First I added a few wire shelves to an existing shelving system in the closet. I happened across the shelves and hardware last summer at a yard sale.  I didn't realise what a great deal I had on my hands until I went back to buy two more shelves last night.  My yard sale find was a bag full of parts and 6 random sized shelves for $4.00.  TWO plastic end holder-things cost more than $4.00.   
The craft closet after shot.

Clear plastic shoe boxes were on sale at Canadian Tire a few months ago so I bought a stack of them and organized the fabric kinda-sorta by color.  Is that every nerds dream or what?! One big trunk holds the large pieces of fabric and the plastic shoe boxes hold all the rest.  My craft closet is clean but someone please come have a look soon before we mess it up again when the creative juices start to flow and the organizational zeal leaves with a whimper.

Next stop - linen closet!

I also spent a good deal of time looking for the cup-hooks I bought before Christmas - they were right where they were supposed to be but I didn't find them until I had looked in the same place three times.  My excuse is that the room they were in wasn't heated and being that the temperature in the room was only slightly warmer than -25 I was in a hurry!   They were for my next project - hanging up the measuring cups and spoons I got for Christmas.  That might sound a little weird but we do a lot of baking and cooking so having them handy makes sense to me.  Besides you-gotta-see these!  So cute!  They are made by the Ganz Company in case you're ever looking for them you can find them under Ganz measuring spoons on google.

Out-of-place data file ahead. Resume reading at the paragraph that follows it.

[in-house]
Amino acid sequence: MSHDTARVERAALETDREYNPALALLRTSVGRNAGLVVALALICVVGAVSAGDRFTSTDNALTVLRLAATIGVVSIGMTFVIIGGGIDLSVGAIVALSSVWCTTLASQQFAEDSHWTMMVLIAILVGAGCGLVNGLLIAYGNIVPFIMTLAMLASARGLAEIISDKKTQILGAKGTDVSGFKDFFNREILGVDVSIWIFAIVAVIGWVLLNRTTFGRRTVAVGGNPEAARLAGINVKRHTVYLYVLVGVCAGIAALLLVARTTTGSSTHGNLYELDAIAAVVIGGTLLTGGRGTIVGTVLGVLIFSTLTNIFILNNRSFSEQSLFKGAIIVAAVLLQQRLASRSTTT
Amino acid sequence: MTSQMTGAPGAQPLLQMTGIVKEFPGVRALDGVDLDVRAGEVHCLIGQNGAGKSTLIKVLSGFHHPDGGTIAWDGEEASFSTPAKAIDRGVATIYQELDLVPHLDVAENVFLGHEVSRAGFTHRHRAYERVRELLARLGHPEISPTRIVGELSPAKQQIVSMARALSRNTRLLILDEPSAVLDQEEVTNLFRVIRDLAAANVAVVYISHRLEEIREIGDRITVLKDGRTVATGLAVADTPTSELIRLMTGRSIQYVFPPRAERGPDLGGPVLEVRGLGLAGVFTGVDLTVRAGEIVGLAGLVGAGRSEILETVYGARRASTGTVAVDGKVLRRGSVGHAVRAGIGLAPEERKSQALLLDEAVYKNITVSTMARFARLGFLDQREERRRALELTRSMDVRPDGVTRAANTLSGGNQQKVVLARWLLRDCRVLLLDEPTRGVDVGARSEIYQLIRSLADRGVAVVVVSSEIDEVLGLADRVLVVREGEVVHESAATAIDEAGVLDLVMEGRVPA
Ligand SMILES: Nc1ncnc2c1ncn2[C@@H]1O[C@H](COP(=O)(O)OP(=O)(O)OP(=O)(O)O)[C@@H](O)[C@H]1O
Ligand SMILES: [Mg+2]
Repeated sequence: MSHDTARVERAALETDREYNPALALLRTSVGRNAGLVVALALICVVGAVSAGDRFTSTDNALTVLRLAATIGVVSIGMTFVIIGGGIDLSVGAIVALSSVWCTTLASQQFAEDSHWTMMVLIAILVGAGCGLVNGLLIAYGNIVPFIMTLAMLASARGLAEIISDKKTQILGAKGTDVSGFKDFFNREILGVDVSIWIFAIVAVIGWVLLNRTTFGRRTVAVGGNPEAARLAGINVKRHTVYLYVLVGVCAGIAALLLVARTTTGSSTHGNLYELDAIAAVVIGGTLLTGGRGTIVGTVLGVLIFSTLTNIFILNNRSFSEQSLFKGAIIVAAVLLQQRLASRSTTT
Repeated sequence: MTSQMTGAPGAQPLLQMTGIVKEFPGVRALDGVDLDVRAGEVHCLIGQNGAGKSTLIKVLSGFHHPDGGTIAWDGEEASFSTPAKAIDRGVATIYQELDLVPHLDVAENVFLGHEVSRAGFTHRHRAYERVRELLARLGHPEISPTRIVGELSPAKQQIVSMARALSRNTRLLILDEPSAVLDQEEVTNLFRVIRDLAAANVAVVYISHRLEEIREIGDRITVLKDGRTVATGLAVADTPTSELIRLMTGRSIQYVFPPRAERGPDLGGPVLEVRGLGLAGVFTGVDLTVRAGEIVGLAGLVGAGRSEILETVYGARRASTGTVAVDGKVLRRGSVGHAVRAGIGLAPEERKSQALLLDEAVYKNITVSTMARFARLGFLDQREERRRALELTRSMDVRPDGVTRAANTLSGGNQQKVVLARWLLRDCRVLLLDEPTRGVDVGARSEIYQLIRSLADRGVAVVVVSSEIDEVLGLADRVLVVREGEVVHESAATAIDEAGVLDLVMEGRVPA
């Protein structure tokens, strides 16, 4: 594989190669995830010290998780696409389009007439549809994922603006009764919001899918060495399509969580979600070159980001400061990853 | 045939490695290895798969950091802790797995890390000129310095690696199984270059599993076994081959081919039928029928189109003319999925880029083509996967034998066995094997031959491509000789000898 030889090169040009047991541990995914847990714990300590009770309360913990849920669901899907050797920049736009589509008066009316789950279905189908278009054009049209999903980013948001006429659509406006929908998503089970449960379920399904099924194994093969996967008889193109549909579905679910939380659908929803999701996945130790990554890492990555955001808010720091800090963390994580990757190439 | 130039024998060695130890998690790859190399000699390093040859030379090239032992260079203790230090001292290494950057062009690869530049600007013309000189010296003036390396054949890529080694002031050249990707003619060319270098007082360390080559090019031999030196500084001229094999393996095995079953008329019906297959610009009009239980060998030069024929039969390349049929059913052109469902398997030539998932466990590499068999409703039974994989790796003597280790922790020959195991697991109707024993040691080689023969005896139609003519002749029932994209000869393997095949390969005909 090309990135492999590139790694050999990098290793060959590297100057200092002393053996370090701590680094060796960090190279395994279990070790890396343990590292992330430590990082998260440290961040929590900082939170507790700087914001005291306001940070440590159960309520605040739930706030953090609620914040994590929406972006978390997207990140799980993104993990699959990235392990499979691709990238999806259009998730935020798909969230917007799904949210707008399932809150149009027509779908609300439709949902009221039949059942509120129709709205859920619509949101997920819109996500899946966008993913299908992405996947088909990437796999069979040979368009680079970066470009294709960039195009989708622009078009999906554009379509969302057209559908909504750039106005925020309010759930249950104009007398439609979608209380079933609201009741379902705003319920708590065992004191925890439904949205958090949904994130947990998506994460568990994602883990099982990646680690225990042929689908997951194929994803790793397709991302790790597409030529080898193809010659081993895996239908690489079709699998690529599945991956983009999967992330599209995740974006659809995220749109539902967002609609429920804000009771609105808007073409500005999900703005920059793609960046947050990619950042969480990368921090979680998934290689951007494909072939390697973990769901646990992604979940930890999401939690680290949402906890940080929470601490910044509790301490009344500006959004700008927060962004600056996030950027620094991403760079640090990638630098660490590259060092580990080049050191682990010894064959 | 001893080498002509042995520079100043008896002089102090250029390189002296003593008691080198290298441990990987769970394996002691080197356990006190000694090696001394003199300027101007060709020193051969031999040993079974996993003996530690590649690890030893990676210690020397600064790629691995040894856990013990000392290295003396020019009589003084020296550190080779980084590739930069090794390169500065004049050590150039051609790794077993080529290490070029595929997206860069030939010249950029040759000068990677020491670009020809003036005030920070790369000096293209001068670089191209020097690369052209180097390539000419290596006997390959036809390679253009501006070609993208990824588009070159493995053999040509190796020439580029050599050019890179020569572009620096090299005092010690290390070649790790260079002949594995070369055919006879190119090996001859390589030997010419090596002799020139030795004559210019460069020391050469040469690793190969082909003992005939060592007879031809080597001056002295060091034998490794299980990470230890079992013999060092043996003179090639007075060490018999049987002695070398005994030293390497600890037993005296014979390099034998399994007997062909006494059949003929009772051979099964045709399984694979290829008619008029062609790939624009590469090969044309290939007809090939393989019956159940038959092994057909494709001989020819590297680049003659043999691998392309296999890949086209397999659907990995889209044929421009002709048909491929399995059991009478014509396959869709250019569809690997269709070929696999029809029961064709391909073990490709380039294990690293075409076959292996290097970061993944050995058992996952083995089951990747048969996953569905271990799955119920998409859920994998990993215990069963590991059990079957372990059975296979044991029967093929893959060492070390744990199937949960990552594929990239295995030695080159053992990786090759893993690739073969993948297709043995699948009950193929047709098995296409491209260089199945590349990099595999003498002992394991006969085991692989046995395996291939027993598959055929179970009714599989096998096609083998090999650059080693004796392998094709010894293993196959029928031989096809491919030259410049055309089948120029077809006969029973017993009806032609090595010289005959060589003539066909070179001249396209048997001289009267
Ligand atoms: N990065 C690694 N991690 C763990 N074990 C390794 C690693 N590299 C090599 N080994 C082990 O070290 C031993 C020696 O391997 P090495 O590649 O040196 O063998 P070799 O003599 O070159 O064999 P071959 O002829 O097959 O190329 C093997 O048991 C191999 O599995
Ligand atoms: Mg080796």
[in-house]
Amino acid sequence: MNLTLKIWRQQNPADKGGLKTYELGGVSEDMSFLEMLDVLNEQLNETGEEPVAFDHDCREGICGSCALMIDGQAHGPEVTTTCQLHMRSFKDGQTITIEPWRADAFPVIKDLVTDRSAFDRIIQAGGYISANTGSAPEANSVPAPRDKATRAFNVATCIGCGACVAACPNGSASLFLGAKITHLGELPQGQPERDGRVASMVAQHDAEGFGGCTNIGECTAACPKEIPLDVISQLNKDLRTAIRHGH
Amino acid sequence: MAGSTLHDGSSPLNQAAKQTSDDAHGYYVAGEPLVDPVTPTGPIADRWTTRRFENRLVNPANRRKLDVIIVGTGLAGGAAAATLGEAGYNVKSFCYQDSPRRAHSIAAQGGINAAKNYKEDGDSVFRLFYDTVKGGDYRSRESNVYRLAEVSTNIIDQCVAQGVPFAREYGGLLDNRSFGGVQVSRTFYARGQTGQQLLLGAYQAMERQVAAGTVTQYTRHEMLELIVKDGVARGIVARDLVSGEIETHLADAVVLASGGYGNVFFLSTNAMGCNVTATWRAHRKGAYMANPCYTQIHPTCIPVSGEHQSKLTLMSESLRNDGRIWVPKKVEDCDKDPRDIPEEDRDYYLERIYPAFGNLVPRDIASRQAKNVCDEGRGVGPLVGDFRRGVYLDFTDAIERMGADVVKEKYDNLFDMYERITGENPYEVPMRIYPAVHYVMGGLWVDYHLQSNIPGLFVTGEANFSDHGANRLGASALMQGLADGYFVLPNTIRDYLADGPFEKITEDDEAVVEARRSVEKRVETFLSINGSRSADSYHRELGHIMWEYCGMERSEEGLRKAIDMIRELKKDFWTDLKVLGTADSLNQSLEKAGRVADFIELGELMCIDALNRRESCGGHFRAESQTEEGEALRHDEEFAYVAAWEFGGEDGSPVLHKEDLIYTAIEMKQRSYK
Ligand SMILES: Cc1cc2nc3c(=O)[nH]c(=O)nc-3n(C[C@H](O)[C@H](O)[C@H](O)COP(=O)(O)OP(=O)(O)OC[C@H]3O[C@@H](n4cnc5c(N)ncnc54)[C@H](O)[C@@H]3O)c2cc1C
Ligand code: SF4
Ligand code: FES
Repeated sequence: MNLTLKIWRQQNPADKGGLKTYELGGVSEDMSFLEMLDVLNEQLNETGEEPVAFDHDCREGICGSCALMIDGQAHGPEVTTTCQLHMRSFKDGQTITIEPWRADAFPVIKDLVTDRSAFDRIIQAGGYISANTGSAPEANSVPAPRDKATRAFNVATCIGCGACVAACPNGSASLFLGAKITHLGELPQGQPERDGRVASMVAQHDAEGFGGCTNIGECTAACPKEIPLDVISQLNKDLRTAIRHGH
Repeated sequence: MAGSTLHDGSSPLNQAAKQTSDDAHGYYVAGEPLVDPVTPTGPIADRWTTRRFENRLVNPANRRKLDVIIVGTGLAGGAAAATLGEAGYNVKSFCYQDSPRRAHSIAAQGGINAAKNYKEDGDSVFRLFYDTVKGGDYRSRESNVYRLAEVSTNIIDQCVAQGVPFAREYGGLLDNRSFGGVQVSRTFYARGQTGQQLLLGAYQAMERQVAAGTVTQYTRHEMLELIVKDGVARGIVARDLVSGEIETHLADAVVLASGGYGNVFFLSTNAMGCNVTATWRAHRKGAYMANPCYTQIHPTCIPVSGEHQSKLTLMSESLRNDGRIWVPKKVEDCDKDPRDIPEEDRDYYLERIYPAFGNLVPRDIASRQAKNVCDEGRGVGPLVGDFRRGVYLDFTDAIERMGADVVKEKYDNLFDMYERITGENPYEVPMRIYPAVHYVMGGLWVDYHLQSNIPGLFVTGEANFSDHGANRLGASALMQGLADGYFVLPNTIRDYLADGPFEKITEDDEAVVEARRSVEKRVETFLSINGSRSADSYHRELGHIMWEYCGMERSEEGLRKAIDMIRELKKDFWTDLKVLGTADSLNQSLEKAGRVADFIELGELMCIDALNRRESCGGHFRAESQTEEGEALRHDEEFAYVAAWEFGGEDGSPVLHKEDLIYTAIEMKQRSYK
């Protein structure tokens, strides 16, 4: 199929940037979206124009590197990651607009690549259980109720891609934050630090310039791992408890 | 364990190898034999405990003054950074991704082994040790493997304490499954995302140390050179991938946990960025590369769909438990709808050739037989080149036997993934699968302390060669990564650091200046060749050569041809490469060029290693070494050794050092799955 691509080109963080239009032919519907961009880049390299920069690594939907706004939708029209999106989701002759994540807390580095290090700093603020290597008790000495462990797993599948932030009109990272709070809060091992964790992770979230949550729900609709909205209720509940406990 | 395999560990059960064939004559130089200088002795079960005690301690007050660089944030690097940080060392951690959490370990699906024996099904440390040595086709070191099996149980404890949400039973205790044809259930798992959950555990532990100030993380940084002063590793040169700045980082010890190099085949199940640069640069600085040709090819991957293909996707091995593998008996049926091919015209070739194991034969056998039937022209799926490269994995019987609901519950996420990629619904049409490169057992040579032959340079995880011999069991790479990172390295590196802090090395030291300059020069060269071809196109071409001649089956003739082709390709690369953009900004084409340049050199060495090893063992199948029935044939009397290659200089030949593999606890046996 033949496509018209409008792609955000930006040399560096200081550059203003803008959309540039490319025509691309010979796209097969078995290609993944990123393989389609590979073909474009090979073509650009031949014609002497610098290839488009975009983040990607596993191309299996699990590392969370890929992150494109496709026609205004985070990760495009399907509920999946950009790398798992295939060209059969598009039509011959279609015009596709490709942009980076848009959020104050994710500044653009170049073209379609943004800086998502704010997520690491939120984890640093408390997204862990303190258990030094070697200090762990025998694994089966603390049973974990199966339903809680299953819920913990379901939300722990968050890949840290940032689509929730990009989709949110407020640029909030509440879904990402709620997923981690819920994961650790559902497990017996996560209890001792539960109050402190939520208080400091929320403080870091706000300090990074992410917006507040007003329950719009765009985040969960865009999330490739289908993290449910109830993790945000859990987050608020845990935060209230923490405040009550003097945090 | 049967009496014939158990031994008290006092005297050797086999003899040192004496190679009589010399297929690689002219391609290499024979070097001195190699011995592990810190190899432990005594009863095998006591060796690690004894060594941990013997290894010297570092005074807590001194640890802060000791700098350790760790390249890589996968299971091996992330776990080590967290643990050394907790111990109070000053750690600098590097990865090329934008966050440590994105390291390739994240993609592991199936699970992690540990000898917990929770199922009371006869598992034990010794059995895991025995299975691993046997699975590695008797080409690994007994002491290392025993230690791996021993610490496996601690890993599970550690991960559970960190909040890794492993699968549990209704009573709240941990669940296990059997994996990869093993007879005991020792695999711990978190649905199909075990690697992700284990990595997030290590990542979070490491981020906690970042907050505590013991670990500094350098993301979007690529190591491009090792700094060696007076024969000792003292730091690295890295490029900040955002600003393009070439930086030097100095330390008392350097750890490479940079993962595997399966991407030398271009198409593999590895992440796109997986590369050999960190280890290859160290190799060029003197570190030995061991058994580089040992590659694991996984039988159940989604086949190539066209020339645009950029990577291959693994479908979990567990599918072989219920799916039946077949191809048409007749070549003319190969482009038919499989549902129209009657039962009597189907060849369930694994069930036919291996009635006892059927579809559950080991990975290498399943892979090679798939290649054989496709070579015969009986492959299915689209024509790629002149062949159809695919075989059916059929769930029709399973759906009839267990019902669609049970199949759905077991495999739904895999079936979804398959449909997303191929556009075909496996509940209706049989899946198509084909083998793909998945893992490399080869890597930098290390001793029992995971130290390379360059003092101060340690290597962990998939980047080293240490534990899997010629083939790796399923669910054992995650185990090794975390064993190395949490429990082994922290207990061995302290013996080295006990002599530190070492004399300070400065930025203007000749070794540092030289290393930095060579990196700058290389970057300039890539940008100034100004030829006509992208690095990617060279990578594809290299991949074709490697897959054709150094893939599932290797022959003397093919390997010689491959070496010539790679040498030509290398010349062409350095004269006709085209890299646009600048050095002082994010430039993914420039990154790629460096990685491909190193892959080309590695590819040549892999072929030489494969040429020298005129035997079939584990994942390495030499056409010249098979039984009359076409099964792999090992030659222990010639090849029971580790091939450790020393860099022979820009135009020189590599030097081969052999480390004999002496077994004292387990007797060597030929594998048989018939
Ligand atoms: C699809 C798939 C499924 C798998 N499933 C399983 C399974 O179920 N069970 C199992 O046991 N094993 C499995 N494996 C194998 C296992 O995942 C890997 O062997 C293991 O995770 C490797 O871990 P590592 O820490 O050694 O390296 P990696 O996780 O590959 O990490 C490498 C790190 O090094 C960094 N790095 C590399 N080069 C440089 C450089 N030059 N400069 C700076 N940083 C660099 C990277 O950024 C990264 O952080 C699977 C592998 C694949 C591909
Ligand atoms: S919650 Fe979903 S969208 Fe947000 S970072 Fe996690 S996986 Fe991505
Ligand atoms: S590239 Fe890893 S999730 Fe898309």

The measuring cups are engraved.
1 cup:  A cup of closeness
1/2 cup: A heap of happiness
1/3 cup: A scoop of love
1/4 cup: A lot of laughter

A luxury for sure but these are heirloom quality and a great addition to a HOPE CHEST for young girls.

It was a busy day and it felt good to get some things off my list - lets hope the momentum continues!

Monday, January 2, 2012

A Price book

    We have a large number of teenagers and young adults that stay with us for periods of time.  Teenagers eat a lot.  Like hollow legs and empty pits they are always looking for something to fill them up.  So having a large pantry means that I know I can handle kids and company without having to wonder if I can afford to feed them or whether all I have to give them is my last can of lima beans - which they are more than welcome to - lima-beans-aren't-my-favourite!  That's the polite way of expressing your dislike of any food in this house - you're not allowed to say I hate it!

    A common statistic tells us that the average person has three days of food in the house.  I can't quite imagine it.  I don't like shopping so much that I would want to go every three days and I KNOW me - without a list and a plan I would spend waaaaay too much money...and yet the reason I hear the most often why people don't have food storage is that they can't afford it.  Money can be an issue when you're trying to stock up but like any issue in life it all comes down to priorities and choices.  We decided this was a priority.  Like health insurance or life insurance - food insurance makes sense to me.